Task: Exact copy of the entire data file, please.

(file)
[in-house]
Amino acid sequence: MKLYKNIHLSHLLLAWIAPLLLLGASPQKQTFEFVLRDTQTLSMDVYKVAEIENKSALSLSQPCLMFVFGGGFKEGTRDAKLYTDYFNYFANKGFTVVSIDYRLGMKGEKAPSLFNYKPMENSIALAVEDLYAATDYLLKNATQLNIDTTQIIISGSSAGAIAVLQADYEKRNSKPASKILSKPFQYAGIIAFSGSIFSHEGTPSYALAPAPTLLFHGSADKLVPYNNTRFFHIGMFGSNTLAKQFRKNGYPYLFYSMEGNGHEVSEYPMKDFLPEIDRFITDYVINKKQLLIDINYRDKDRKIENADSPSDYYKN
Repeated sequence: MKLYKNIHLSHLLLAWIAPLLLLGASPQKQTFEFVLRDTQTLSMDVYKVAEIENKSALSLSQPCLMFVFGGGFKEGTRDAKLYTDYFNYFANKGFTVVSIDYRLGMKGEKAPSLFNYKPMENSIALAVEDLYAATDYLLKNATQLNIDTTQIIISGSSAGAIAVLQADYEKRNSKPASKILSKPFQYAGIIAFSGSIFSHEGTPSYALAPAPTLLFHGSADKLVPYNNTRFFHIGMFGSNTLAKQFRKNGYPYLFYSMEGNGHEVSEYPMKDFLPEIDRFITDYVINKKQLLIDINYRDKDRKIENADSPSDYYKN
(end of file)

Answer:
[in-house]
Amino acid sequence: MKLYKNIHLSHLLLAWIAPLLLLGASPQKQTFEFVLRDTQTLSMDVYKVAEIENKSALSLSQPCLMFVFGGGFKEGTRDAKLYTDYFNYFANKGFTVVSIDYRLGMKGEKAPSLFNYKPMENSIALAVEDLYAATDYLLKNATQLNIDTTQIIISGSSAGAIAVLQADYEKRNSKPASKILSKPFQYAGIIAFSGSIFSHEGTPSYALAPAPTLLFHGSADKLVPYNNTRFFHIGMFGSNTLAKQFRKNGYPYLFYSMEGNGHEVSEYPMKDFLPEIDRFITDYVINKKQLLIDINYRDKDRKIENADSPSDYYKN
Repeated sequence: MKLYKNIHLSHLLLAWIAPLLLLGASPQKQTFEFVLRDTQTLSMDVYKVAEIENKSALSLSQPCLMFVFGGGFKEGTRDAKLYTDYFNYFANKGFTVVSIDYRLGMKGEKAPSLFNYKPMENSIALAVEDLYAATDYLLKNATQLNIDTTQIIISGSSAGAIAVLQADYEKRNSKPASKILSKPFQYAGIIAFSGSIFSHEGTPSYALAPAPTLLFHGSADKLVPYNNTRFFHIGMFGSNTLAKQFRKNGYPYLFYSMEGNGHEVSEYPMKDFLPEIDRFITDYVINKKQLLIDINYRDKDRKIENADSPSDYYKN